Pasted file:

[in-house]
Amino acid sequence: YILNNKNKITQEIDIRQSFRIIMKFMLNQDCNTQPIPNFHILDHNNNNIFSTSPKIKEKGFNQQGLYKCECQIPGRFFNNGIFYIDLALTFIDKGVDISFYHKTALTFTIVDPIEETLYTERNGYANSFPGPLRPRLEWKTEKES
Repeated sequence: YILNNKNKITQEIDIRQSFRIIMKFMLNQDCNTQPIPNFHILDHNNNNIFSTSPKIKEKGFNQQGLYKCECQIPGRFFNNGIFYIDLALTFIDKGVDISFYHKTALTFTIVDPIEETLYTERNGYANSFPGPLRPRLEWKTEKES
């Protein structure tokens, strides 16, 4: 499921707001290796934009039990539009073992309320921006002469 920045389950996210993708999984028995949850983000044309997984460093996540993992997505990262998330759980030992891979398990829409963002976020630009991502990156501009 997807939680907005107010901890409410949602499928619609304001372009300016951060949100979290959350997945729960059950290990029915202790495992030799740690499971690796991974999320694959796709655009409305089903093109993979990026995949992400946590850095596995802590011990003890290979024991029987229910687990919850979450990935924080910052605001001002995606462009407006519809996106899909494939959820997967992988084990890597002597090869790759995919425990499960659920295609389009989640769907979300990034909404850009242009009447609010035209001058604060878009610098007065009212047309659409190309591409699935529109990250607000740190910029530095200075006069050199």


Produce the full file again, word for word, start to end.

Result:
[in-house]
Amino acid sequence: YILNNKNKITQEIDIRQSFRIIMKFMLNQDCNTQPIPNFHILDHNNNNIFSTSPKIKEKGFNQQGLYKCECQIPGRFFNNGIFYIDLALTFIDKGVDISFYHKTALTFTIVDPIEETLYTERNGYANSFPGPLRPRLEWKTEKES
Repeated sequence: YILNNKNKITQEIDIRQSFRIIMKFMLNQDCNTQPIPNFHILDHNNNNIFSTSPKIKEKGFNQQGLYKCECQIPGRFFNNGIFYIDLALTFIDKGVDISFYHKTALTFTIVDPIEETLYTERNGYANSFPGPLRPRLEWKTEKES
């Protein structure tokens, strides 16, 4: 499921707001290796934009039990539009073992309320921006002469 920045389950996210993708999984028995949850983000044309997984460093996540993992997505990262998330759980030992891979398990829409963002976020630009991502990156501009 997807939680907005107010901890409410949602499928619609304001372009300016951060949100979290959350997945729960059950290990029915202790495992030799740690499971690796991974999320694959796709655009409305089903093109993979990026995949992400946590850095596995802590011990003890290979024991029987229910687990919850979450990935924080910052605001001002995606462009407006519809996106899909494939959820997967992988084990890597002597090869790759995919425990499960659920295609389009989640769907979300990034909404850009242009009447609010035209001058604060878009610098007065009212047309659409190309591409699935529109990250607000740190910029530095200075006069050199």